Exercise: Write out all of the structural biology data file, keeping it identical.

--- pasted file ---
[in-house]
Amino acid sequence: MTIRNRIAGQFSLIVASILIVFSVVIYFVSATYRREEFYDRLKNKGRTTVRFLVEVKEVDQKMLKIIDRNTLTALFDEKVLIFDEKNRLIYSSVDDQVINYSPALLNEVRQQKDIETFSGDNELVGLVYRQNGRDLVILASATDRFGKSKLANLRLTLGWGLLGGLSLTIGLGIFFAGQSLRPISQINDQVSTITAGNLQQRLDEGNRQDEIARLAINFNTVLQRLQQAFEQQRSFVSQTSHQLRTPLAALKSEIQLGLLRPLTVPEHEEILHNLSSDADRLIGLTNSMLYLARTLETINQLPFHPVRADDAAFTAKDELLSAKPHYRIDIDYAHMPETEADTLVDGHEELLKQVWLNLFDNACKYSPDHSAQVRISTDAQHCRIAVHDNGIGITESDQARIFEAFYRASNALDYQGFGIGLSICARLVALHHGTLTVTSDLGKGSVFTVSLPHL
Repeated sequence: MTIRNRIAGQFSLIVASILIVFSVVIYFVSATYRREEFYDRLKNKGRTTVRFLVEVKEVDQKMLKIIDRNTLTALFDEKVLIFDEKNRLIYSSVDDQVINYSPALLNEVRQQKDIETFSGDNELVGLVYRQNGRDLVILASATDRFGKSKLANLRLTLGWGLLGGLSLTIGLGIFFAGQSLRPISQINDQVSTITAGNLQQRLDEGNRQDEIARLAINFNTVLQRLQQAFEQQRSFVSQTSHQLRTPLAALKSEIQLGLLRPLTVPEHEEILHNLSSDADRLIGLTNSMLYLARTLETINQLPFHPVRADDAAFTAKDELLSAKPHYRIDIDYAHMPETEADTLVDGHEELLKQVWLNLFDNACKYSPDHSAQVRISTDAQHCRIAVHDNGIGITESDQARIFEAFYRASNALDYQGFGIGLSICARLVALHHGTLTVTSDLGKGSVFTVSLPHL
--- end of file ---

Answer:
[in-house]
Amino acid sequence: MTIRNRIAGQFSLIVASILIVFSVVIYFVSATYRREEFYDRLKNKGRTTVRFLVEVKEVDQKMLKIIDRNTLTALFDEKVLIFDEKNRLIYSSVDDQVINYSPALLNEVRQQKDIETFSGDNELVGLVYRQNGRDLVILASATDRFGKSKLANLRLTLGWGLLGGLSLTIGLGIFFAGQSLRPISQINDQVSTITAGNLQQRLDEGNRQDEIARLAINFNTVLQRLQQAFEQQRSFVSQTSHQLRTPLAALKSEIQLGLLRPLTVPEHEEILHNLSSDADRLIGLTNSMLYLARTLETINQLPFHPVRADDAAFTAKDELLSAKPHYRIDIDYAHMPETEADTLVDGHEELLKQVWLNLFDNACKYSPDHSAQVRISTDAQHCRIAVHDNGIGITESDQARIFEAFYRASNALDYQGFGIGLSICARLVALHHGTLTVTSDLGKGSVFTVSLPHL
Repeated sequence: MTIRNRIAGQFSLIVASILIVFSVVIYFVSATYRREEFYDRLKNKGRTTVRFLVEVKEVDQKMLKIIDRNTLTALFDEKVLIFDEKNRLIYSSVDDQVINYSPALLNEVRQQKDIETFSGDNELVGLVYRQNGRDLVILASATDRFGKSKLANLRLTLGWGLLGGLSLTIGLGIFFAGQSLRPISQINDQVSTITAGNLQQRLDEGNRQDEIARLAINFNTVLQRLQQAFEQQRSFVSQTSHQLRTPLAALKSEIQLGLLRPLTVPEHEEILHNLSSDADRLIGLTNSMLYLARTLETINQLPFHPVRADDAAFTAKDELLSAKPHYRIDIDYAHMPETEADTLVDGHEELLKQVWLNLFDNACKYSPDHSAQVRISTDAQHCRIAVHDNGIGITESDQARIFEAFYRASNALDYQGFGIGLSICARLVALHHGTLTVTSDLGKGSVFTVSLPHL